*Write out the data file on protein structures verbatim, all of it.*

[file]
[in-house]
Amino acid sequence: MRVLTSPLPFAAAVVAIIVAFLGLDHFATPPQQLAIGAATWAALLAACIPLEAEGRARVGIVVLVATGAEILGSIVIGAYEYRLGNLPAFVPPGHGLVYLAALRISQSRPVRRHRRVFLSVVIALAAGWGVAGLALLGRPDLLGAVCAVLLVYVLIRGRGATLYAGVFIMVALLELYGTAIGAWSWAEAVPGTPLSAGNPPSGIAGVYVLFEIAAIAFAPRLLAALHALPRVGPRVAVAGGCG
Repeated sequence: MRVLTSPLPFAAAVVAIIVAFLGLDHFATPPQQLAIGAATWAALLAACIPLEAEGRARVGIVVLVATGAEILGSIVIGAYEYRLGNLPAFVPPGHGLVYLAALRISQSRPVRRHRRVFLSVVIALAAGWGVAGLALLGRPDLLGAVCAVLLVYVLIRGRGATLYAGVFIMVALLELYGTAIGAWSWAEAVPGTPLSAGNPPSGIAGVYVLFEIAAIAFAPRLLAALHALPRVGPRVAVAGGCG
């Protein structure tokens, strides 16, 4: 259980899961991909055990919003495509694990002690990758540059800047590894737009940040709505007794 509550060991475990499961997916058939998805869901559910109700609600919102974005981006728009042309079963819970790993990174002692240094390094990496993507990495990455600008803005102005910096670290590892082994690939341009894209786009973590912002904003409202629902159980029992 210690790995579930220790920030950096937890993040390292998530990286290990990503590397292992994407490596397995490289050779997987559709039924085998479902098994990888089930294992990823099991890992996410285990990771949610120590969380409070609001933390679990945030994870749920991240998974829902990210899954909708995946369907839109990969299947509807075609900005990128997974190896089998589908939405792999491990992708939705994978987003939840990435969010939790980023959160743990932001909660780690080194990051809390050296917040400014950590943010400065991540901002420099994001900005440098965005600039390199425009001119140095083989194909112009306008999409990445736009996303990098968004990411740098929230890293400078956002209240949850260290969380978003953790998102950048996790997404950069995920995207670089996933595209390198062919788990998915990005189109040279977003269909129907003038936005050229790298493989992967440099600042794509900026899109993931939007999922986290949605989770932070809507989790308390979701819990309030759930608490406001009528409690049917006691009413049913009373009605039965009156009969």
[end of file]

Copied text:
[in-house]
Amino acid sequence: MRVLTSPLPFAAAVVAIIVAFLGLDHFATPPQQLAIGAATWAALLAACIPLEAEGRARVGIVVLVATGAEILGSIVIGAYEYRLGNLPAFVPPGHGLVYLAALRISQSRPVRRHRRVFLSVVIALAAGWGVAGLALLGRPDLLGAVCAVLLVYVLIRGRGATLYAGVFIMVALLELYGTAIGAWSWAEAVPGTPLSAGNPPSGIAGVYVLFEIAAIAFAPRLLAALHALPRVGPRVAVAGGCG
Repeated sequence: MRVLTSPLPFAAAVVAIIVAFLGLDHFATPPQQLAIGAATWAALLAACIPLEAEGRARVGIVVLVATGAEILGSIVIGAYEYRLGNLPAFVPPGHGLVYLAALRISQSRPVRRHRRVFLSVVIALAAGWGVAGLALLGRPDLLGAVCAVLLVYVLIRGRGATLYAGVFIMVALLELYGTAIGAWSWAEAVPGTPLSAGNPPSGIAGVYVLFEIAAIAFAPRLLAALHALPRVGPRVAVAGGCG
């Protein structure tokens, strides 16, 4: 259980899961991909055990919003495509694990002690990758540059800047590894737009940040709505007794 509550060991475990499961997916058939998805869901559910109700609600919102974005981006728009042309079963819970790993990174002692240094390094990496993507990495990455600008803005102005910096670290590892082994690939341009894209786009973590912002904003409202629902159980029992 210690790995579930220790920030950096937890993040390292998530990286290990990503590397292992994407490596397995490289050779997987559709039924085998479902098994990888089930294992990823099991890992996410285990990771949610120590969380409070609001933390679990945030994870749920991240998974829902990210899954909708995946369907839109990969299947509807075609900005990128997974190896089998589908939405792999491990992708939705994978987003939840990435969010939790980023959160743990932001909660780690080194990051809390050296917040400014950590943010400065991540901002420099994001900005440098965005600039390199425009001119140095083989194909112009306008999409990445736009996303990098968004990411740098929230890293400078956002209240949850260290969380978003953790998102950048996790997404950069995920995207670089996933595209390198062919788990998915990005189109040279977003269909129907003038936005050229790298493989992967440099600042794509900026899109993931939007999922986290949605989770932070809507989790308390979701819990309030759930608490406001009528409690049917006691009413049913009373009605039965009156009969």